Houses have changed and developed a great deal over the decades. Some being born out of need, others out of pure design influence. We will take a look at just a few for you.
For this article we will start with the Georgian era. This era ran from 1714 – 1830 with what is known as the ‘late Georgian period’ being from 1831 -1837.
Georgian properties were largely grandiose affairs, after all, even Buckingham Palace was built in this era. Interestingly enough, Georgian houses were only built for the upper classes.
They boasted high ceilings and lots of light, a stark contrast to the darker and smaller properties that preceded them. The first and second floors were inhabited by the owner and their family. While the lower ground floors were reserved for the kitchen area that the staff worked in and the top floors being where the servants lived. This is why, when you look at a Georgian house, you will notice the windows get smaller and the ceilings lower on the top floors.
Georgian houses most significant feature was the symmetrical facade. They appear quite plain, always built out of brick, with small paned sash windows and later on had stucco facades (A plaster rendering that was painted white).
The spacious interiors contain a few decorative features such as moulded ceiling roses. Iron railings were added later on in the period as decorative features.
The Victorian era spans from the end of the Georgian period 1837 to 1901 and as the name would suggest, was during the rule of Queen Victoria. This period in time saw a big increase in the production of houses and no longer exclusively belonged to the upper classes.
While you still had the production of the more grand Victorian properties, a lot more terraced houses were also built. These included the back-to-back terraced houses that were built to house the work force of the factories during the Industrial Revolution.
A lot of the back-to-back houses were built quickly, cheaply and had no garden and often no proper sanitation.
Externally Victorian houses are characterised by the bay and sash windows, decorative brickwork and slate or tile roofs. Internally, they still had the high ceilings and large windows but were a little more cramped than the previous Georgian designs. Often a Victorian property would only be one room wide, with each of the two entertaining rooms downstairs being joined together via a narrow hallway. They were usually known as two up two down homes.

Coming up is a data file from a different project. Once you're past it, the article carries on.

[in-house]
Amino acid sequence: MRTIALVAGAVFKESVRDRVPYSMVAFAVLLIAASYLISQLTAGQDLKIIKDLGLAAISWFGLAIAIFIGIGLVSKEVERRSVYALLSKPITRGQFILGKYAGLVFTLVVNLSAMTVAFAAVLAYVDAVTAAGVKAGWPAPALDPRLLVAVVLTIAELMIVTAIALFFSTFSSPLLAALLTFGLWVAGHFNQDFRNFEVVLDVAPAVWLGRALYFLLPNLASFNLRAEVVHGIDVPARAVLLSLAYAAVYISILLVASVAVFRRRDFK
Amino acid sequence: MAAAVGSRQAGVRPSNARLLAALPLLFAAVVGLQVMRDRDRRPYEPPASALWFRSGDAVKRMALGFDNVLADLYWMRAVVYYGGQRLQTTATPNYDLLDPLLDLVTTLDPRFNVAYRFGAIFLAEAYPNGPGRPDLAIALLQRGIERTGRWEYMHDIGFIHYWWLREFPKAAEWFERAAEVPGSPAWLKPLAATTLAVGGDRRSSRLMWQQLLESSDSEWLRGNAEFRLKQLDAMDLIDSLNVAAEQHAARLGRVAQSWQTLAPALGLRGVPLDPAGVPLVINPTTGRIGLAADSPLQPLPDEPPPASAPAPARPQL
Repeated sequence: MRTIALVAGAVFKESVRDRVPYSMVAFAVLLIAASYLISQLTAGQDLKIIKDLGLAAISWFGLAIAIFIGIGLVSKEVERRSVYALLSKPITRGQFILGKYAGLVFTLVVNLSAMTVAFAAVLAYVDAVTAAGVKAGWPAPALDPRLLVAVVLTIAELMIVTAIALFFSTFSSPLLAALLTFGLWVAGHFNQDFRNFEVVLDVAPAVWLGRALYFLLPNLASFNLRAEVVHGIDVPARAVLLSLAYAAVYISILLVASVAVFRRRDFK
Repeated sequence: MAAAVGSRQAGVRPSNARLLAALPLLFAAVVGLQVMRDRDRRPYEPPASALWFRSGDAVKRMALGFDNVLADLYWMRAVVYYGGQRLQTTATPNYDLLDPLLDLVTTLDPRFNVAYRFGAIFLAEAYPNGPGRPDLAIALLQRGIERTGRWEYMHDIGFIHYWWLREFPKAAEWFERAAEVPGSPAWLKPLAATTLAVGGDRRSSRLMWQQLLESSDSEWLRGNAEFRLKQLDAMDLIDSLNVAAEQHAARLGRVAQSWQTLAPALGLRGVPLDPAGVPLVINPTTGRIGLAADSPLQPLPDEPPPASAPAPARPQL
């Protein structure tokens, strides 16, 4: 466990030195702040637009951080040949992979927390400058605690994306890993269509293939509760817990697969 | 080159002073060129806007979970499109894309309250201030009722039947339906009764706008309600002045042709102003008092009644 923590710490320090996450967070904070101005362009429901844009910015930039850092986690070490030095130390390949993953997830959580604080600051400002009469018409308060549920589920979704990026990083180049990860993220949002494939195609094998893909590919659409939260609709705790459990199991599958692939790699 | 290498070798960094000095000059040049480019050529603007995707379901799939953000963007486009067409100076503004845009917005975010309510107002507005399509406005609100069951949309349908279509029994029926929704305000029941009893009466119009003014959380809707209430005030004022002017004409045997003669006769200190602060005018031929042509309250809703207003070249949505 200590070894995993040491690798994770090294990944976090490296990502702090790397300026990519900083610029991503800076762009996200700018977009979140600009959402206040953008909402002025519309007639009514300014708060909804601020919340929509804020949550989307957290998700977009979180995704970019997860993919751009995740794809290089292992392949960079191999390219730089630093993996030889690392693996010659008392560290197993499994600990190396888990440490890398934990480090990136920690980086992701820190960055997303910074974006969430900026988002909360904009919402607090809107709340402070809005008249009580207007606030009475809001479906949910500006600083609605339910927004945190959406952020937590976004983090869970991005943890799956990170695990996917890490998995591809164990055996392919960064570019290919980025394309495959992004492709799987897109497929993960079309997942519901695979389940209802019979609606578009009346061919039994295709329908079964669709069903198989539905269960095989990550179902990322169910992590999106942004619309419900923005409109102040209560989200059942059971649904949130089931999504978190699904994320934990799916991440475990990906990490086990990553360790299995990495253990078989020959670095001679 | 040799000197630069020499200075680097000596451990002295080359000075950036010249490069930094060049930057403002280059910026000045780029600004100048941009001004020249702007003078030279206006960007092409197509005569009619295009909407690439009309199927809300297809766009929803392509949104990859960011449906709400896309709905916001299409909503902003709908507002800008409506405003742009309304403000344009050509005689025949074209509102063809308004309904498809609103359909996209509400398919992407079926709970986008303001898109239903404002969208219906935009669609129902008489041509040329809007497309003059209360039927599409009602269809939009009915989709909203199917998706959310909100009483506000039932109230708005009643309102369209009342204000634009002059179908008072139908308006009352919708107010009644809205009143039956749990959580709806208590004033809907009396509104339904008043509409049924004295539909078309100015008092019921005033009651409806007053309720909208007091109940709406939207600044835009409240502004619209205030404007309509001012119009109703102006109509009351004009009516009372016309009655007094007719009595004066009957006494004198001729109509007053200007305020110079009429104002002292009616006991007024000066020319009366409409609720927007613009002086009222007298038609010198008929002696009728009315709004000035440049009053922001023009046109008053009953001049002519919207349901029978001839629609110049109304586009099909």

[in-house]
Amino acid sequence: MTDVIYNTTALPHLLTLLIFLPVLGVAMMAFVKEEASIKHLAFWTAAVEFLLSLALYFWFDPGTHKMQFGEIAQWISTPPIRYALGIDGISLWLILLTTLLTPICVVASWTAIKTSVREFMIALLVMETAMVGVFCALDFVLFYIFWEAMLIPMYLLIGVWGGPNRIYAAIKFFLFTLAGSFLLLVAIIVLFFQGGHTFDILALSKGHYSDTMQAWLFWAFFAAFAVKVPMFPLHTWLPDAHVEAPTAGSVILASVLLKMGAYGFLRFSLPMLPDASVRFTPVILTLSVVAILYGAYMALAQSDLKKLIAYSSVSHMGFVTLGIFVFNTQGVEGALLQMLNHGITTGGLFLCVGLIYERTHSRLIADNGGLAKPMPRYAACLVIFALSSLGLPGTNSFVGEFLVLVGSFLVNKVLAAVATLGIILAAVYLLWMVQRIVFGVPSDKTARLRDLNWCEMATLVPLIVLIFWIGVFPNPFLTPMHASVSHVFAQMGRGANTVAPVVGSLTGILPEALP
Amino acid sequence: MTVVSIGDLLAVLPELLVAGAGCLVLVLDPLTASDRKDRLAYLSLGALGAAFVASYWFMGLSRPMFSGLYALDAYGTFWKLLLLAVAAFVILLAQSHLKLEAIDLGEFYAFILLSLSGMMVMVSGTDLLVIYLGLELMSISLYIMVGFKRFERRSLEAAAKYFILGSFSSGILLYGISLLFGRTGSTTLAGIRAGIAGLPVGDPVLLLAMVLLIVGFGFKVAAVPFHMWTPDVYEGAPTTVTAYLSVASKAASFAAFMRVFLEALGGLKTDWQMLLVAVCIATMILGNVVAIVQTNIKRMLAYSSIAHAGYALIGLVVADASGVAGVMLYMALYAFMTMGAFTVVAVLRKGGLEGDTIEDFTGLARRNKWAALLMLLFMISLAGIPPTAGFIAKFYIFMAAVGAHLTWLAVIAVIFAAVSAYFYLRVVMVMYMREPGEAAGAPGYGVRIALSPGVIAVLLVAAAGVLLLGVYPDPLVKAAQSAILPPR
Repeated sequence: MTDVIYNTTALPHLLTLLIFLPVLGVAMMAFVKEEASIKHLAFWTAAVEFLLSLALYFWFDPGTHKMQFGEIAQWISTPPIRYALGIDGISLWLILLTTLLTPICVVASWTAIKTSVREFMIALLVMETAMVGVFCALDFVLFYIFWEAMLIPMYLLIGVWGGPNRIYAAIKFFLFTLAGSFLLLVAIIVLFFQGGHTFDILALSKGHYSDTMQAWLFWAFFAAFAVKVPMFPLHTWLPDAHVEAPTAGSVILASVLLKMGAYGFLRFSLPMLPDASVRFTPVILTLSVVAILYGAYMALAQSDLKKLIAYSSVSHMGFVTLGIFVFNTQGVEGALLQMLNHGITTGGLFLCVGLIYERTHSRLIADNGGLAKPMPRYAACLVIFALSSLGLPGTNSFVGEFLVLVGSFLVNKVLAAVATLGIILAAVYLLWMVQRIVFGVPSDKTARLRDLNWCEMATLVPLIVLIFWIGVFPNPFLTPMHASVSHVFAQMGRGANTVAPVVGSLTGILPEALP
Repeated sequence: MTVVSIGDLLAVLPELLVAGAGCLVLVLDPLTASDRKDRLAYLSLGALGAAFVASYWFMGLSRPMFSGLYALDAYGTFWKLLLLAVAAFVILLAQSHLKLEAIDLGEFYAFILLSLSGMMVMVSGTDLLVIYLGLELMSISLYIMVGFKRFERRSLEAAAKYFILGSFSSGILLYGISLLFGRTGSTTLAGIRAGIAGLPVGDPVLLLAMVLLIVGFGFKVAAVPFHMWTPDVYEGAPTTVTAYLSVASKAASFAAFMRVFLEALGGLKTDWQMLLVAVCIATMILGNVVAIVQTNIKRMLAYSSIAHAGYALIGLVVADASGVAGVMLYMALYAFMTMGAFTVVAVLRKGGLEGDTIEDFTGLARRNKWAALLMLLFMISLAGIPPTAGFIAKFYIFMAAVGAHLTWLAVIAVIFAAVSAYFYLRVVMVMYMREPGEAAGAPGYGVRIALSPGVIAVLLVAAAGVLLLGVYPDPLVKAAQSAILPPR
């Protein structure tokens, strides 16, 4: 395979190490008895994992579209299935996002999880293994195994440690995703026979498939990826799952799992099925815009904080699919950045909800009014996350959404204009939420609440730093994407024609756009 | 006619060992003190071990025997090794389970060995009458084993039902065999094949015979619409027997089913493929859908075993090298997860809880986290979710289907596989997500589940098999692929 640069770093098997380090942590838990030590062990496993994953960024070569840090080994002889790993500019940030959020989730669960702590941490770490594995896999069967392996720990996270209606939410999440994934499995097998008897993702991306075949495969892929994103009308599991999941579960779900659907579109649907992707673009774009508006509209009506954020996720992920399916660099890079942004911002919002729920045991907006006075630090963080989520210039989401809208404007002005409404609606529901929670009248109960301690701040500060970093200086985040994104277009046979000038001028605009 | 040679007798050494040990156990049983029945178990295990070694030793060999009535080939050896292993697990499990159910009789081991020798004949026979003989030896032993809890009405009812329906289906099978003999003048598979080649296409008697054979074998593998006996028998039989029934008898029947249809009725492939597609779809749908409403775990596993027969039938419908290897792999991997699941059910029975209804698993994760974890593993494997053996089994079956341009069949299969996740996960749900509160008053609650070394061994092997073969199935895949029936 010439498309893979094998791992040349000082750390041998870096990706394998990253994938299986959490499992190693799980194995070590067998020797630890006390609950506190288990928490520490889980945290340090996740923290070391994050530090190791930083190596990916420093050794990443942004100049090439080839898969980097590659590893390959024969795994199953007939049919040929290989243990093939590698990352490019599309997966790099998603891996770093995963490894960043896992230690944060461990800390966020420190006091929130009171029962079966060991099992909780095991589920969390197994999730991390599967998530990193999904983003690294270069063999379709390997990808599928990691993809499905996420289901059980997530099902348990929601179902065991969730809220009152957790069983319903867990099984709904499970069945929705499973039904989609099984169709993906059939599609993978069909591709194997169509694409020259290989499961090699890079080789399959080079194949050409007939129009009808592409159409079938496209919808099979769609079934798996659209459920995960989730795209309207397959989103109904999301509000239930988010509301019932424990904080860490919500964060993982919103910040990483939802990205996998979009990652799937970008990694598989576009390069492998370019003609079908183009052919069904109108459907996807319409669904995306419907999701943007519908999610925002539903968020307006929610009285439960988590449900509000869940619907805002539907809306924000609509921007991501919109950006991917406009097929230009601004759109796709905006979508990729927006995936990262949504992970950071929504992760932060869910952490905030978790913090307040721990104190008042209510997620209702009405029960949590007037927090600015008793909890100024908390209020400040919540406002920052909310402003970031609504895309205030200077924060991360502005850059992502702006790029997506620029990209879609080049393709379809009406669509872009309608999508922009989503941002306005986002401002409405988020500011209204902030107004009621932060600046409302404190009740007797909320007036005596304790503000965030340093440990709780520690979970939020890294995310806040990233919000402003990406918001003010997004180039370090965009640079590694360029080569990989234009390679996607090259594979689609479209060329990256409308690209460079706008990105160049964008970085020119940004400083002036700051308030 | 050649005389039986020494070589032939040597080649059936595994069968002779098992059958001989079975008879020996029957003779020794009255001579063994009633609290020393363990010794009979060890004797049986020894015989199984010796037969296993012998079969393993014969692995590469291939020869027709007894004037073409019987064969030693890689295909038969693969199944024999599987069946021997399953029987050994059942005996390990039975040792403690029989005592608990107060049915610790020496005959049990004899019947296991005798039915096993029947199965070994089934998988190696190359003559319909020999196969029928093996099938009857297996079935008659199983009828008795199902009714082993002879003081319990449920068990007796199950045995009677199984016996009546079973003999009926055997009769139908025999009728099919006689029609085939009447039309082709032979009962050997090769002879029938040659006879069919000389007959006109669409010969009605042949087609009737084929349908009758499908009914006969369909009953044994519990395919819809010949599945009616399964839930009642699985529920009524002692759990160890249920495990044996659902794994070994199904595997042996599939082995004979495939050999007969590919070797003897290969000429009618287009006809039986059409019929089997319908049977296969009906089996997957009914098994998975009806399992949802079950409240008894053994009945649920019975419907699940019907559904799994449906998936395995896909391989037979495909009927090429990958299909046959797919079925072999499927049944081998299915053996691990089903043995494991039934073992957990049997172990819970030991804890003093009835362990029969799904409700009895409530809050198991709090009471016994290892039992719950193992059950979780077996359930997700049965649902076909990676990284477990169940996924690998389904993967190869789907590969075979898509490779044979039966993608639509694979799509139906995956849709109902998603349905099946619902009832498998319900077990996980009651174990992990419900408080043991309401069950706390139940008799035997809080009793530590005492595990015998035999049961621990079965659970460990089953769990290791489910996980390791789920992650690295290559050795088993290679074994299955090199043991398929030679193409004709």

Of course this was a long period and as with any extended amount of time, tastes and designs changed. As time went on more elaborate features would be added to the Victorian houses such as stained glass windows, coloured brickwork and an ornate gable trim.
The to the side of the facade you would find the front door, every room had a fireplace and the narrow hallways usually had geometric tiles throughout. Houses were decorated with dark furniture, dark wood floors and elaborate patterned wallpaper. The more elaborate the furnishings, the more ‘wealth’ was displayed.
1901 to 1910 we saw the Edwardian period which was heavily influenced by the Arts and Crafts movement. This was in direct revolt to the mass production of the Victorian era, the Edwardians wanted something a little more ‘bespoke’.
The Edwardians wanted homes in the suburbs with gardens and more space. They were wider, more roomy and had a lot more windows than previous designs. The Edwardian Era’s beautiful designs were cut short by the outbreak of the first world war.
Edwardian interiors and exteriors are more ornate than previous decades. They would often have decorative floor tiles, stained glass, mock Tudor cladding and wooden porch frames. Generally speaking these houses were wider, brighter and would have both front and rear gardens. Every room still had a fireplace.
20th Century Housing
The 20th century saw us go from the Edwardian ‘Arts and Crafts’ to the quick cheap post war builds of the Addison homes in 1919.
The 1920s to 1940s was the Art Deco period. Designs began to reflect an Egyptian influence. Flat roof tops and curved windows created beautiful sun traps.
The first of the semi-detached houses were built in the 1930s. These houses share some of the Edwardian Arts and Crafts styles. Curved bay windows, mock timber framed gables, pebble dashed walls and recessed porches were all prominent features.
Terraced houses such as the one in the above photo were produced en masse to cope with the ever growing demand. These type of houses were built into the late 20th and early 21st century.
Today’s modern homes have a light, airy and open plan feel to them. Modern homes are more environmentally conscious.
How We Can Help
We can assist you with restoring all types of homes to their former glory. We can create a modern and fresh feel while being empathetic to the original characteristics of the house. Whether you want to update the economy of the bathroom while maintaining the character, or reveal your original fireplace, our experts can help you.
If you do have a smaller build, we can extend that property for you while keeping the integrity of the original design. There is no need to leave the home you love when our team of specialists can improve on and extend what you already have.
If you require any renovation work or extensions, please contact us for a no obligation quote.
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